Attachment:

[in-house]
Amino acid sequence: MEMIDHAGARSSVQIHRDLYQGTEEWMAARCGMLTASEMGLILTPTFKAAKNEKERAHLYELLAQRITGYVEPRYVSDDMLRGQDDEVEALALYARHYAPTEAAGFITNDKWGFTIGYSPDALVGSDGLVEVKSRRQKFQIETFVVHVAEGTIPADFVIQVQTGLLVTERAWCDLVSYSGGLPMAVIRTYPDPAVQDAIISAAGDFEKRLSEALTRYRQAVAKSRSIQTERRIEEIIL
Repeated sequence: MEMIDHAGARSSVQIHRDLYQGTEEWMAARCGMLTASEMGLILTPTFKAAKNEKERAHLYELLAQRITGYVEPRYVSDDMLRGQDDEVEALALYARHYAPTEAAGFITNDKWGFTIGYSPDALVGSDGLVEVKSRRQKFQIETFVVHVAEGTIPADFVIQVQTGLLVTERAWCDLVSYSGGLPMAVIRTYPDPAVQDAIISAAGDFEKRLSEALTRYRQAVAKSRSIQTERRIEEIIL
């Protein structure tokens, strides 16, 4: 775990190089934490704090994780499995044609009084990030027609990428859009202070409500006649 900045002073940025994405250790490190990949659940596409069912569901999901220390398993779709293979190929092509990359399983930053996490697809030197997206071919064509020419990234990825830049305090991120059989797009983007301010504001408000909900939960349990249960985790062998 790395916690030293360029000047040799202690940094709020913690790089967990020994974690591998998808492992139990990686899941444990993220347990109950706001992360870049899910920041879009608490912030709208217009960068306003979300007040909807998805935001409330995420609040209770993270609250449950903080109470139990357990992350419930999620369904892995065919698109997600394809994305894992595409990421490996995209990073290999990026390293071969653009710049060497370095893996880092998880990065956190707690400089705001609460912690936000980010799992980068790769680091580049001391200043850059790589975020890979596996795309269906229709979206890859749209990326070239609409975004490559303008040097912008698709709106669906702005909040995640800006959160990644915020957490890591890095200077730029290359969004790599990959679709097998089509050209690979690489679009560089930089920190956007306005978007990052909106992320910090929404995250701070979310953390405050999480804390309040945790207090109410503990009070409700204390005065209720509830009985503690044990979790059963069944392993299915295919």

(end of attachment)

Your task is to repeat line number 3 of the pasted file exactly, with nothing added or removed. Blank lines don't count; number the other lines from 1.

Repeated sequence: MEMIDHAGARSSVQIHRDLYQGTEEWMAARCGMLTASEMGLILTPTFKAAKNEKERAHLYELLAQRITGYVEPRYVSDDMLRGQDDEVEALALYARHYAPTEAAGFITNDKWGFTIGYSPDALVGSDGLVEVKSRRQKFQIETFVVHVAEGTIPADFVIQVQTGLLVTERAWCDLVSYSGGLPMAVIRTYPDPAVQDAIISAAGDFEKRLSEALTRYRQAVAKSRSIQTERRIEEIIL